Top Ten Best Practices in Complying with Current Good Manufacturing Practice for Combination Products

When different types of medical products (drugs, devices, and/or biologics) are combined into a single product, the regulatory framework becomes more complex — as diverse sets of regulations begin to overlap. Dspite the fact that these combination products are becoming more prevalent, there are many areas where FDA has yet to establish a clear method for satisfying overlapping and diverse regulations. or example, in the area of good manufacturing practices ("GMPs"), different combination product requirements (current good manufacturing practices ("cGMPs") for pharmaceuticals vs. Quality System regulations for medical devices) overlap, and the lack of a clear regulatory framework can hamper a manufacturer's ability to ensure that its GMP system adequately complies with those requirements. The following are 10 best practices for sorting through and applying GMPs to combination products.

Determine What GMP Requirements Apply

1.      Review applicability by constituent parts. To determine which GMP requirements apply to the manufacture of a combination product, manufacturers should first consider the requirements for each of the product's constituent parts. Under FDA's interpretation of existing regulations, constituent parts of a combination product are only subject to their individual governing GMPs prior to being combined, merged, or joined together.[1] When different types of constituent parts are joined together, however, all sets of the individual governing GMPs become applicable.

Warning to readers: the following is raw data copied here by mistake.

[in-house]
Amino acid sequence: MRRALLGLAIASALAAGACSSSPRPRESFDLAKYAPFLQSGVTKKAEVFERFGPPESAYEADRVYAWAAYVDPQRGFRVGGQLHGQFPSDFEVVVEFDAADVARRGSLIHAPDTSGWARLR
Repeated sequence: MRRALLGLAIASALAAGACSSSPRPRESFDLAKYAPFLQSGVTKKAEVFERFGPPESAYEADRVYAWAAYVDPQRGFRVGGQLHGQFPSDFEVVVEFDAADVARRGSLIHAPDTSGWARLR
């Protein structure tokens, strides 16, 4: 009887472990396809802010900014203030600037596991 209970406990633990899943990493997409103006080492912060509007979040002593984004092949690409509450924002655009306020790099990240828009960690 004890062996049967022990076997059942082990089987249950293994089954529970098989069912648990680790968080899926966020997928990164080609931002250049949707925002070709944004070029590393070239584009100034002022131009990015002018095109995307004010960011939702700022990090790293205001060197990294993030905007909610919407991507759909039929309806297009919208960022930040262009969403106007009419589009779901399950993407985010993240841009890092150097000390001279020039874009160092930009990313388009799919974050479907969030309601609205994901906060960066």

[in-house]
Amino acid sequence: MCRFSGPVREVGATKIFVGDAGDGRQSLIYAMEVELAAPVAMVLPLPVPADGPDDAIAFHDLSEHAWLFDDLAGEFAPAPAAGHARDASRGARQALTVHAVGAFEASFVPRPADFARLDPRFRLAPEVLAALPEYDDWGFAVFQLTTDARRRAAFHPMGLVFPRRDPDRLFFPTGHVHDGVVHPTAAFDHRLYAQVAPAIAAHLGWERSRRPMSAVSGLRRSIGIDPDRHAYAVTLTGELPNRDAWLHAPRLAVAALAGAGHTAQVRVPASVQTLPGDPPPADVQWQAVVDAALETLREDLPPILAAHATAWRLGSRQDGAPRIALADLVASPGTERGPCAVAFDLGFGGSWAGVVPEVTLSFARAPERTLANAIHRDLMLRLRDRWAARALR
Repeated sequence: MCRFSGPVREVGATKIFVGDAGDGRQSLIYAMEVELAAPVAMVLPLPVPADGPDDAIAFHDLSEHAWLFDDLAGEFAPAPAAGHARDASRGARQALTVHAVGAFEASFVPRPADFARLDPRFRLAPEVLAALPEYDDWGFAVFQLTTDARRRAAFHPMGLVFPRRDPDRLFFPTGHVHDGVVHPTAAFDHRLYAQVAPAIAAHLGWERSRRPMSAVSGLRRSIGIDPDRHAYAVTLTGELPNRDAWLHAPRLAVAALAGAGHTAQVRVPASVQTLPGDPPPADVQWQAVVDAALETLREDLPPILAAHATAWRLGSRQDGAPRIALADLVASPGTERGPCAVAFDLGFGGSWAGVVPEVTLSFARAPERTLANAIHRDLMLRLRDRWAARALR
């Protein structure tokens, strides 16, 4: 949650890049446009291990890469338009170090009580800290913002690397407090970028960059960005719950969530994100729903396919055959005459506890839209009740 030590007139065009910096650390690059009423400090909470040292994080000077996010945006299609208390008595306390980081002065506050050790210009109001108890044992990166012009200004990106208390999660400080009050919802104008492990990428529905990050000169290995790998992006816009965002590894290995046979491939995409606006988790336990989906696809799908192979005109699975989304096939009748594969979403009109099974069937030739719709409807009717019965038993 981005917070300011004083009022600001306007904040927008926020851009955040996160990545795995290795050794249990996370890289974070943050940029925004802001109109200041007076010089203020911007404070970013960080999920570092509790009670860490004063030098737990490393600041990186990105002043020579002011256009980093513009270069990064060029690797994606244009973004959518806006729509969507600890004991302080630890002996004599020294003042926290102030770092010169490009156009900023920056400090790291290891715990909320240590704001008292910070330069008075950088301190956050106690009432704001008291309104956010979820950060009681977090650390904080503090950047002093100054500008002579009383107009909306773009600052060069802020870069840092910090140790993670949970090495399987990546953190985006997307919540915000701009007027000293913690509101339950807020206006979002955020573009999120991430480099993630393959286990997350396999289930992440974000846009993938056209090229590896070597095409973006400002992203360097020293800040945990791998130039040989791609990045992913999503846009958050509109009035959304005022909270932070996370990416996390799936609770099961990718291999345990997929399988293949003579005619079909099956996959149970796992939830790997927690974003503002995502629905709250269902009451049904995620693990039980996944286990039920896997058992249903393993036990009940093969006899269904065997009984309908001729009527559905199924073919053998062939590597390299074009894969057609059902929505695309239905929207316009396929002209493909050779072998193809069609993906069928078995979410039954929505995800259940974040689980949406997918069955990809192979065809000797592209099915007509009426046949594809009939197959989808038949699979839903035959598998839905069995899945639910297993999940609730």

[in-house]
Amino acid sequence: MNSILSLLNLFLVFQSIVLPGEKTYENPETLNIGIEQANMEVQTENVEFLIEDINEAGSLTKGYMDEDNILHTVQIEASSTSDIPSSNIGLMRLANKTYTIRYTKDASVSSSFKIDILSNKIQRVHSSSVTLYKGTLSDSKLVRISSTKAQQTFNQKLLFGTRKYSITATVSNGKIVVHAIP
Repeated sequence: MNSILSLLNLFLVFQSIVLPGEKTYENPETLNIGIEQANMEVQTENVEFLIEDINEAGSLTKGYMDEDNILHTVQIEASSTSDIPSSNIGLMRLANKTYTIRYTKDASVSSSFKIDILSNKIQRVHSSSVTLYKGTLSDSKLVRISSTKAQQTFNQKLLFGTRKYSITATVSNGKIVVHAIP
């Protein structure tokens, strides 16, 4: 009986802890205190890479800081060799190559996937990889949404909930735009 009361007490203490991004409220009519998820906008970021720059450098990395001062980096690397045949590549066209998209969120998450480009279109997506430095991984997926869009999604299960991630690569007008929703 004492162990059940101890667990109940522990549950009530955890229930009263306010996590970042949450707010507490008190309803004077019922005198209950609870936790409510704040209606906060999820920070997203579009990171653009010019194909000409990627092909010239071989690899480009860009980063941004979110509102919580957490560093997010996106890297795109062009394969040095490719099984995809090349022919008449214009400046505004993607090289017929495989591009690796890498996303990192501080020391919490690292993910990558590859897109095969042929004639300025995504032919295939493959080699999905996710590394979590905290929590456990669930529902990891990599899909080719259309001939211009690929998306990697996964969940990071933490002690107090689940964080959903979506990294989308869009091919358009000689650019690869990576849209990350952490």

2.      Define the general requirements. For manufacturing stages where all sets of individual GMPs apply (i.e., during and after joining constituent parts), FDA has said that compliance with multiple sets of GMP regulations "can generally be achieved by following one set because under a more general requirement in one set of regulations, it will be possible to develop and implement a practice that complies with a more specific requirement."[2] Manufacturers should begin by considering those GMP provisions that differ in specificity.   For a drug-device combination product, for example, a manufacturer should define the key elements of both the pharmaceutical cGMPs and medical device Quality System regulations in relationship to the proposed combination product. Table 1 of FDA's Draft Guidance, Current Good Manufacturing Practice for Combination Products, outlines some of these key areas.


3.      Consider any specific requirements.  Manufacturers should consider whether there are product-specific requirements that must be satisfied in order to comply with GMP regulations. These types of requirements, which are often determined by the constituent parts incorporated into the combination product, can add a level of complexity to complying with GMPs. Examples of such requirements include good tissue practice regulations and aseptic control assurance for drug and biological product constituent parts unable to withstand terminal sterilization. FDA recommends that manufacturers facing these types of requirements engage in an early conversation with the Agency about achieving compliance with each set of regulations.


4.      Outline differences between the applicable quality system regulations. Manufacturers should not seek to implement duplicative or overlapping regulatory requirements. Outlining the differences between applicable GMP requirements can direct manufacturers toward grouping the GMP regulations that are especially relevant to a combination product. 


5.      Address the gaps. Manufacturers operating under an existing GMP system should consider whether their current system is sufficient to ensure the quality of a combination product. To address gaps in its current GMP system, a manufacturer may need to incorporate elements from other GMP regulations. For example, a drug-device combination product manufacturer may need to adapt portions of the Quality System regulations to supplement an existing pharmaceutical cGMP system. Manufacturers without a GMP system in place should consider how to combine elements of the GMP regulations in order to fully address all aspects of combination product quality.